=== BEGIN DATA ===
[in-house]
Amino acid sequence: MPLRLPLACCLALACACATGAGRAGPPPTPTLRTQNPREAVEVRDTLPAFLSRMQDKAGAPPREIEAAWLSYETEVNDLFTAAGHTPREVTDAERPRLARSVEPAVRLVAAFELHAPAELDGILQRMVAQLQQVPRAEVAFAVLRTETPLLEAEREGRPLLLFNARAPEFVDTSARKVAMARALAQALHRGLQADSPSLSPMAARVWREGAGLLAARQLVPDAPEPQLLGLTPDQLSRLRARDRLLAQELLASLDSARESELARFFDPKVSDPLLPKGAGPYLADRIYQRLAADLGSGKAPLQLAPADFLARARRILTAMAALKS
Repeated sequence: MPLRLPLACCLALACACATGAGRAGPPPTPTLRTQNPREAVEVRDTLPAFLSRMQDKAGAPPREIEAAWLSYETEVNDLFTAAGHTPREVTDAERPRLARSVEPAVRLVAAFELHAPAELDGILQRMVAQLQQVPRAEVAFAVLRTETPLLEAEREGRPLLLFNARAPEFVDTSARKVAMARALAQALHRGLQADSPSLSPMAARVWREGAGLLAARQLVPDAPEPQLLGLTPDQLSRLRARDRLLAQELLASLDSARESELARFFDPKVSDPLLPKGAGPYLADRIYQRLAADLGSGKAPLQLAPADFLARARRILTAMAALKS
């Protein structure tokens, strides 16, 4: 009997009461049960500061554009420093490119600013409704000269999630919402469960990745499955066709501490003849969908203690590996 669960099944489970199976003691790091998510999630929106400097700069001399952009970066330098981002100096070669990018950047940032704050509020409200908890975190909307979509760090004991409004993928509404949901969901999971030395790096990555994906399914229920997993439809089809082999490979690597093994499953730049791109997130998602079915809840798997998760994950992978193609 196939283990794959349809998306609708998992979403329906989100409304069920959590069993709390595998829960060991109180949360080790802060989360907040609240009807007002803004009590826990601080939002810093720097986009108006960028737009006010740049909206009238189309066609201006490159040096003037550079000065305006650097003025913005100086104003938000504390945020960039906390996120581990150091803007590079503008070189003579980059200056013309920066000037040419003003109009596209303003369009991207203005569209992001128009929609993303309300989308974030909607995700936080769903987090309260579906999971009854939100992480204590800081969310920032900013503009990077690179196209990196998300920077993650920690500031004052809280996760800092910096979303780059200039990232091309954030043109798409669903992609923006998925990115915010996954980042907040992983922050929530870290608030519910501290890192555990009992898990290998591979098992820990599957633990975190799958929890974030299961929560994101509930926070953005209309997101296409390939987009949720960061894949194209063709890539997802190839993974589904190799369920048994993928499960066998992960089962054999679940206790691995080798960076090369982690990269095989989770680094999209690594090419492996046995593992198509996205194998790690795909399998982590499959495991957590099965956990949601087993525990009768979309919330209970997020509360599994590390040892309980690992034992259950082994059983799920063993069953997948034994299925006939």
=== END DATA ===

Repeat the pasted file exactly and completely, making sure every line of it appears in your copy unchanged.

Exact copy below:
[in-house]
Amino acid sequence: MPLRLPLACCLALACACATGAGRAGPPPTPTLRTQNPREAVEVRDTLPAFLSRMQDKAGAPPREIEAAWLSYETEVNDLFTAAGHTPREVTDAERPRLARSVEPAVRLVAAFELHAPAELDGILQRMVAQLQQVPRAEVAFAVLRTETPLLEAEREGRPLLLFNARAPEFVDTSARKVAMARALAQALHRGLQADSPSLSPMAARVWREGAGLLAARQLVPDAPEPQLLGLTPDQLSRLRARDRLLAQELLASLDSARESELARFFDPKVSDPLLPKGAGPYLADRIYQRLAADLGSGKAPLQLAPADFLARARRILTAMAALKS
Repeated sequence: MPLRLPLACCLALACACATGAGRAGPPPTPTLRTQNPREAVEVRDTLPAFLSRMQDKAGAPPREIEAAWLSYETEVNDLFTAAGHTPREVTDAERPRLARSVEPAVRLVAAFELHAPAELDGILQRMVAQLQQVPRAEVAFAVLRTETPLLEAEREGRPLLLFNARAPEFVDTSARKVAMARALAQALHRGLQADSPSLSPMAARVWREGAGLLAARQLVPDAPEPQLLGLTPDQLSRLRARDRLLAQELLASLDSARESELARFFDPKVSDPLLPKGAGPYLADRIYQRLAADLGSGKAPLQLAPADFLARARRILTAMAALKS
């Protein structure tokens, strides 16, 4: 009997009461049960500061554009420093490119600013409704000269999630919402469960990745499955066709501490003849969908203690590996 669960099944489970199976003691790091998510999630929106400097700069001399952009970066330098981002100096070669990018950047940032704050509020409200908890975190909307979509760090004991409004993928509404949901969901999971030395790096990555994906399914229920997993439809089809082999490979690597093994499953730049791109997130998602079915809840798997998760994950992978193609 196939283990794959349809998306609708998992979403329906989100409304069920959590069993709390595998829960060991109180949360080790802060989360907040609240009807007002803004009590826990601080939002810093720097986009108006960028737009006010740049909206009238189309066609201006490159040096003037550079000065305006650097003025913005100086104003938000504390945020960039906390996120581990150091803007590079503008070189003579980059200056013309920066000037040419003003109009596209303003369009991207203005569209992001128009929609993303309300989308974030909607995700936080769903987090309260579906999971009854939100992480204590800081969310920032900013503009990077690179196209990196998300920077993650920690500031004052809280996760800092910096979303780059200039990232091309954030043109798409669903992609923006998925990115915010996954980042907040992983922050929530870290608030519910501290890192555990009992898990290998591979098992820990599957633990975190799958929890974030299961929560994101509930926070953005209309997101296409390939987009949720960061894949194209063709890539997802190839993974589904190799369920048994993928499960066998992960089962054999679940206790691995080798960076090369982690990269095989989770680094999209690594090419492996046995593992198509996205194998790690795909399998982590499959495991957590099965956990949601087993525990009768979309919330209970997020509360599994590390040892309980690992034992259950082994059983799920063993069953997948034994299925006939």